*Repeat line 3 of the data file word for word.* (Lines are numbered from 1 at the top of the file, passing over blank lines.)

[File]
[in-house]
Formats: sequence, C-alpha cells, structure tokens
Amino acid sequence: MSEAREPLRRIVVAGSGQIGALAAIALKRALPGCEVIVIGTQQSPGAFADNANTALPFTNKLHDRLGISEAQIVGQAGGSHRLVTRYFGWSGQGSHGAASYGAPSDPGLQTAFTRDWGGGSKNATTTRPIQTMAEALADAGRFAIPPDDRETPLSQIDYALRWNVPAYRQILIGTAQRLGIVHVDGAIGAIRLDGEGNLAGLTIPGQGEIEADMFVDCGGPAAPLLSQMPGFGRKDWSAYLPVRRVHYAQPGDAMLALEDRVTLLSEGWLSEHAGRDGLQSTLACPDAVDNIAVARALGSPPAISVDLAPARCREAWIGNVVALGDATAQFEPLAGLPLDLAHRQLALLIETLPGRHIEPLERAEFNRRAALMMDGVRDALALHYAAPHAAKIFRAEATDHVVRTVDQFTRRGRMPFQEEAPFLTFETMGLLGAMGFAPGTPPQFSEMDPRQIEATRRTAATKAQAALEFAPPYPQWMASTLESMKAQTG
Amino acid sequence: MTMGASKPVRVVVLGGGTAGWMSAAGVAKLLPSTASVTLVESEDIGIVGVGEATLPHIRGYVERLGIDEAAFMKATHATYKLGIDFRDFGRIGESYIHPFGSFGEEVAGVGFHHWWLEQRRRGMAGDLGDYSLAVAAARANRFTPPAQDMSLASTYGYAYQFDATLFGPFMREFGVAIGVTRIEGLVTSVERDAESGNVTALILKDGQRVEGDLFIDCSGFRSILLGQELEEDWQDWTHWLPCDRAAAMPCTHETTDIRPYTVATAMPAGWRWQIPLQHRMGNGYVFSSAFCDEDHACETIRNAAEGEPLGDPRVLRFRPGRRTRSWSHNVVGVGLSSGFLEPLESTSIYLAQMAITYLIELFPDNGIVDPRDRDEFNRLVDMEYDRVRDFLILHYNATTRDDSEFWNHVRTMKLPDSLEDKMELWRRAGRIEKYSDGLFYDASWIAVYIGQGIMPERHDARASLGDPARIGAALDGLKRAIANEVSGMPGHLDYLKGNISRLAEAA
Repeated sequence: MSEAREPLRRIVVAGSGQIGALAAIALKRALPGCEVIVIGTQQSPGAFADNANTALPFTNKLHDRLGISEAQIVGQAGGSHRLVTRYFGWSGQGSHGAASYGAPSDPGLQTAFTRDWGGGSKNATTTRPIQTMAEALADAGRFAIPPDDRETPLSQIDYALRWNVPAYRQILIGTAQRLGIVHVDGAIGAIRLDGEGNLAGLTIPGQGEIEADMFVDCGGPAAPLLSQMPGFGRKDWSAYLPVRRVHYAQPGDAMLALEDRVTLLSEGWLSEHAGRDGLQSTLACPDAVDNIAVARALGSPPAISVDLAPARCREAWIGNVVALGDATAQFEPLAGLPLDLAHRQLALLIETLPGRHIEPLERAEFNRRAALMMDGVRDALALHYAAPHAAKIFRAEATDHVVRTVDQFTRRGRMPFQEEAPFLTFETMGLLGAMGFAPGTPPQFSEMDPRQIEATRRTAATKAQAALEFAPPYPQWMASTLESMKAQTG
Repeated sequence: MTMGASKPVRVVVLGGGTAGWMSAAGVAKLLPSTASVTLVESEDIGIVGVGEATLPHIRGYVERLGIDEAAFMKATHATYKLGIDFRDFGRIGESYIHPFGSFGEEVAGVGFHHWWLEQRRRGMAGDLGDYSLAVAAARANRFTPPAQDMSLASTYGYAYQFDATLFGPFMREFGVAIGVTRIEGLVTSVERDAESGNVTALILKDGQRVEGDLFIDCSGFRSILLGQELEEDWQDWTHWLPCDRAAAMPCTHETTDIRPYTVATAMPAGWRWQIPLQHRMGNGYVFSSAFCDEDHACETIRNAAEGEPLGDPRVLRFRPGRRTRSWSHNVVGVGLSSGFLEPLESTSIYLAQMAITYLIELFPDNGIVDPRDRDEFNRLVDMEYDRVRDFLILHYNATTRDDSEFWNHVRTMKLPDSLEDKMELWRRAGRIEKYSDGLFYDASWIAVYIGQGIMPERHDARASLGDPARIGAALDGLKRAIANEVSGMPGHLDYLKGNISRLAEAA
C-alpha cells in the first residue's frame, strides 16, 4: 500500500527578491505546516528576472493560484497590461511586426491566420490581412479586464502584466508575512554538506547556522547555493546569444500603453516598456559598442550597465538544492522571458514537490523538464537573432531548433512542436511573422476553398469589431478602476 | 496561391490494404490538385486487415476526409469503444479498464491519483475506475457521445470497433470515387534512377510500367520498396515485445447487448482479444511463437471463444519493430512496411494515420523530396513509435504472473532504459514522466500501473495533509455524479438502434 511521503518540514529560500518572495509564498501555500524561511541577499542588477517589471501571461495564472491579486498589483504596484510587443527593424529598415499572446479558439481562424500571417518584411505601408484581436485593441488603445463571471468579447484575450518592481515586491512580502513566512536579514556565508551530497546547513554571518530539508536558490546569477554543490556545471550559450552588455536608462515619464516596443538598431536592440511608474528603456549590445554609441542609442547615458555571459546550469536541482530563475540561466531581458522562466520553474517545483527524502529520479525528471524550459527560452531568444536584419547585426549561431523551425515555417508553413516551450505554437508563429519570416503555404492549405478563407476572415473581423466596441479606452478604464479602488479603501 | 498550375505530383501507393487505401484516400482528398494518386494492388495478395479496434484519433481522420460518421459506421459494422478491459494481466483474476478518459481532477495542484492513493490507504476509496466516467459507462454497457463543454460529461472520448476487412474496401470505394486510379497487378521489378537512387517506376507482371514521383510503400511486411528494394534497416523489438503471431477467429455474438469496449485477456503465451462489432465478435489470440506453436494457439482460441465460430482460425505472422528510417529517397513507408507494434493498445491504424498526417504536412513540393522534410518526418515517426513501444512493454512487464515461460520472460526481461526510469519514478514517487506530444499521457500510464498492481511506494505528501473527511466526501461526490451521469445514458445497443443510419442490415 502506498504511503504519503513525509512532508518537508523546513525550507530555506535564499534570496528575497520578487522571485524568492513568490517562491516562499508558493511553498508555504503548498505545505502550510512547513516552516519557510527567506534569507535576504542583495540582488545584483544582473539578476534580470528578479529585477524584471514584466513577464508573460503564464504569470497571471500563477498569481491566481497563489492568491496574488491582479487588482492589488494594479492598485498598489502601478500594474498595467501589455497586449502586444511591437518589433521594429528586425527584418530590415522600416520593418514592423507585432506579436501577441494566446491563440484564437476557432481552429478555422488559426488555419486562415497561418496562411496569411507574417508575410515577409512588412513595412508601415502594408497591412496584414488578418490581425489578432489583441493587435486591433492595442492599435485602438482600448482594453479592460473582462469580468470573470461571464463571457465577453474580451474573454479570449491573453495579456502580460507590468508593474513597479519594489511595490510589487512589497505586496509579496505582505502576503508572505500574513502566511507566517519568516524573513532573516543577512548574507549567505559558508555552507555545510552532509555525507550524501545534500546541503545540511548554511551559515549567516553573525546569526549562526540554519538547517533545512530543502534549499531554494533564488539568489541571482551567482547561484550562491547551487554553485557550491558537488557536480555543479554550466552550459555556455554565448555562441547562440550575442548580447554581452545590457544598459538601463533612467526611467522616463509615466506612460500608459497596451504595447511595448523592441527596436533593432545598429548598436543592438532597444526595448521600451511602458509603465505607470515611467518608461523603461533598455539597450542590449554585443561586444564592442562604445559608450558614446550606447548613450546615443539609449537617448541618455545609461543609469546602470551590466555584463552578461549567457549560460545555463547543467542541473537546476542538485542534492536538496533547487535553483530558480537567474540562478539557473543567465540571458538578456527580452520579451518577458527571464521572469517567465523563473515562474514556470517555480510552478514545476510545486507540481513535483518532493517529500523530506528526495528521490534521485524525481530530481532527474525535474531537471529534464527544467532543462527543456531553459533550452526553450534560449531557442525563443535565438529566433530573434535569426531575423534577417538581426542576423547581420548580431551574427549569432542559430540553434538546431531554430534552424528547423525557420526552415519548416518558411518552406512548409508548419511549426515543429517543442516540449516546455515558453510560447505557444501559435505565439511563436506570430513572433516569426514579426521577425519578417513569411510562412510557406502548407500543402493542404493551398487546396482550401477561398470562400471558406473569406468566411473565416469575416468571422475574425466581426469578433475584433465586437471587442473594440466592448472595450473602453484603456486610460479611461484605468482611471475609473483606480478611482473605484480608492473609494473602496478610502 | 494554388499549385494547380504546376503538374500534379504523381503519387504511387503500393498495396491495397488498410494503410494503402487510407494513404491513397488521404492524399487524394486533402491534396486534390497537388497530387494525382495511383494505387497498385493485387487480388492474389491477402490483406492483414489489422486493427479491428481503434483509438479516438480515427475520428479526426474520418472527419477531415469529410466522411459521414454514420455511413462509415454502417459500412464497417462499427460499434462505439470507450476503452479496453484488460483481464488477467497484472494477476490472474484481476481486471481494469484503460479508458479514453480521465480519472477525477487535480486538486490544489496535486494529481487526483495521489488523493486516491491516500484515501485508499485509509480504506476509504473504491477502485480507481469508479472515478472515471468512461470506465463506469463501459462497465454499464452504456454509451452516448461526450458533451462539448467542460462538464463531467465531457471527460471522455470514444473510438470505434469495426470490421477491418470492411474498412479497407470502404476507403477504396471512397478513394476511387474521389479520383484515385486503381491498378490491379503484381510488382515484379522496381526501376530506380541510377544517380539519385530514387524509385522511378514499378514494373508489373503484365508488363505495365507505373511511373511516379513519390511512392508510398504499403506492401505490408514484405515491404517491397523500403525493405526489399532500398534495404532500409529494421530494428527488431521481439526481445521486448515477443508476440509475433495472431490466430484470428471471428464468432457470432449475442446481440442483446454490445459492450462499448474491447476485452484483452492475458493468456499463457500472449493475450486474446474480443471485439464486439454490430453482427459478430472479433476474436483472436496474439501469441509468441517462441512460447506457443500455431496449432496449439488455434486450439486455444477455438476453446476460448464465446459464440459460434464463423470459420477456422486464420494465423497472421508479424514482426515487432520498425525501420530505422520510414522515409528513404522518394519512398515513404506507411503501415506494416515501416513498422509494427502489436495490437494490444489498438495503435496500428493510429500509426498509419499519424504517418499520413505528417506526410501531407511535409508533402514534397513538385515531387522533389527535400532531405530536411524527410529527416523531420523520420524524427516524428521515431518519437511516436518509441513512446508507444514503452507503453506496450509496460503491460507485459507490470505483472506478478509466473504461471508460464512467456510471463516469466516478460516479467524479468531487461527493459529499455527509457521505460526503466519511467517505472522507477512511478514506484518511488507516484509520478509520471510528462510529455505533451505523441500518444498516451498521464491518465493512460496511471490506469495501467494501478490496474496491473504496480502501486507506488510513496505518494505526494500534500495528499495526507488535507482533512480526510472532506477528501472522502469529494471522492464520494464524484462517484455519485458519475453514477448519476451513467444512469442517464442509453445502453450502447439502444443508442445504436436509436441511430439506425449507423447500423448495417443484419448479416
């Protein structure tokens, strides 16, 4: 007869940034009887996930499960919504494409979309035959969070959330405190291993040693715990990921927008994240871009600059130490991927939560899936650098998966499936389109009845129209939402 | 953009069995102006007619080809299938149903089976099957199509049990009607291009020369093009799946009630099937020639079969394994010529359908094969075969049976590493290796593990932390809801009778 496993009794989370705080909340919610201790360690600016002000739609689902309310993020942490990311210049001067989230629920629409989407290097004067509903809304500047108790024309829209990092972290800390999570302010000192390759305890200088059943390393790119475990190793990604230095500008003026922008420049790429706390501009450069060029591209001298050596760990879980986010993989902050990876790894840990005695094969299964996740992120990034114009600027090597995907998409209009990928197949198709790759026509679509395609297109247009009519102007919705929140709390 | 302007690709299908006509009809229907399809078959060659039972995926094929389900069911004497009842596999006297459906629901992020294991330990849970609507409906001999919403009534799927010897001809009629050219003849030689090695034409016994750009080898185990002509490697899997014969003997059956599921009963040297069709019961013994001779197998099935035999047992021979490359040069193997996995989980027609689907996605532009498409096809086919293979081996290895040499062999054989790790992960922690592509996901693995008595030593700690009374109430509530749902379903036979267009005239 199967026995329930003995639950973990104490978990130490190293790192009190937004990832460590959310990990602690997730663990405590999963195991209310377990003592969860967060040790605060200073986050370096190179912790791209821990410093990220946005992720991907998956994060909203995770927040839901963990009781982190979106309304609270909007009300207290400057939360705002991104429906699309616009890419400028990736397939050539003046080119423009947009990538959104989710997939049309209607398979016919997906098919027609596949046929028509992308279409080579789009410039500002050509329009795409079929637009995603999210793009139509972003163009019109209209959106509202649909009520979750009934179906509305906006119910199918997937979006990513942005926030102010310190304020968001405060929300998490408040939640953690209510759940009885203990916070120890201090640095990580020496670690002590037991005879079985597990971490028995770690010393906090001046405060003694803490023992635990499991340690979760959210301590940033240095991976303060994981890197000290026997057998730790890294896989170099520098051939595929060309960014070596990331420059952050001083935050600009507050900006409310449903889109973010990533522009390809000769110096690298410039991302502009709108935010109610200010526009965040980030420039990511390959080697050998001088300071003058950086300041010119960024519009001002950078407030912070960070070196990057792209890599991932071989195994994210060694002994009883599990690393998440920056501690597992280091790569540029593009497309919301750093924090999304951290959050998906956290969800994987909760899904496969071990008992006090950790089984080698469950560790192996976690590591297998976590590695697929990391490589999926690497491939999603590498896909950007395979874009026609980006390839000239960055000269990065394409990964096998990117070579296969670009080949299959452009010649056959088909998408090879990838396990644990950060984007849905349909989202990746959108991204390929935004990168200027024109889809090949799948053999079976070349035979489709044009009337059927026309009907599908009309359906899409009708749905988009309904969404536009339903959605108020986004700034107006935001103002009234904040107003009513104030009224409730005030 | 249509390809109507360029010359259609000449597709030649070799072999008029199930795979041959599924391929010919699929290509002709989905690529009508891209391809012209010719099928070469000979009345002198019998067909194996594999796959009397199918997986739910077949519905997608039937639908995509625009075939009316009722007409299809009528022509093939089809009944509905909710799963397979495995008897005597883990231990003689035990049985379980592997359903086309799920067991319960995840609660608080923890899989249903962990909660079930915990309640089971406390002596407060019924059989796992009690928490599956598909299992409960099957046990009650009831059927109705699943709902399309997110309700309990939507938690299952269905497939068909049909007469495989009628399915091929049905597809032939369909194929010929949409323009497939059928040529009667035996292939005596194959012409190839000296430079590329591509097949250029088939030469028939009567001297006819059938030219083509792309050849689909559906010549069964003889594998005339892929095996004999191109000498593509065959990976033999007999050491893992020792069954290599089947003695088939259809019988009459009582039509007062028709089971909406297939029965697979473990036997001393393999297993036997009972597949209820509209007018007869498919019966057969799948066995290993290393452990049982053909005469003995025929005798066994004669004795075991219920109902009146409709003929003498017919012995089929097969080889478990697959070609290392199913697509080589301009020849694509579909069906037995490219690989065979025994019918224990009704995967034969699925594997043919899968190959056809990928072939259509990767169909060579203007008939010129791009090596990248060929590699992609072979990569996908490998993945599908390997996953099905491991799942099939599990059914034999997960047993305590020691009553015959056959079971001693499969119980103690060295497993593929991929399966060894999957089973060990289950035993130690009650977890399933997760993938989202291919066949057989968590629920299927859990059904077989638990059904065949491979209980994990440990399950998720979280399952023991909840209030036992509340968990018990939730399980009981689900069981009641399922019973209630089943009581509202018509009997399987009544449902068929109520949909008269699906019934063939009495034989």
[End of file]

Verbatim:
Amino acid sequence: MSEAREPLRRIVVAGSGQIGALAAIALKRALPGCEVIVIGTQQSPGAFADNANTALPFTNKLHDRLGISEAQIVGQAGGSHRLVTRYFGWSGQGSHGAASYGAPSDPGLQTAFTRDWGGGSKNATTTRPIQTMAEALADAGRFAIPPDDRETPLSQIDYALRWNVPAYRQILIGTAQRLGIVHVDGAIGAIRLDGEGNLAGLTIPGQGEIEADMFVDCGGPAAPLLSQMPGFGRKDWSAYLPVRRVHYAQPGDAMLALEDRVTLLSEGWLSEHAGRDGLQSTLACPDAVDNIAVARALGSPPAISVDLAPARCREAWIGNVVALGDATAQFEPLAGLPLDLAHRQLALLIETLPGRHIEPLERAEFNRRAALMMDGVRDALALHYAAPHAAKIFRAEATDHVVRTVDQFTRRGRMPFQEEAPFLTFETMGLLGAMGFAPGTPPQFSEMDPRQIEATRRTAATKAQAALEFAPPYPQWMASTLESMKAQTG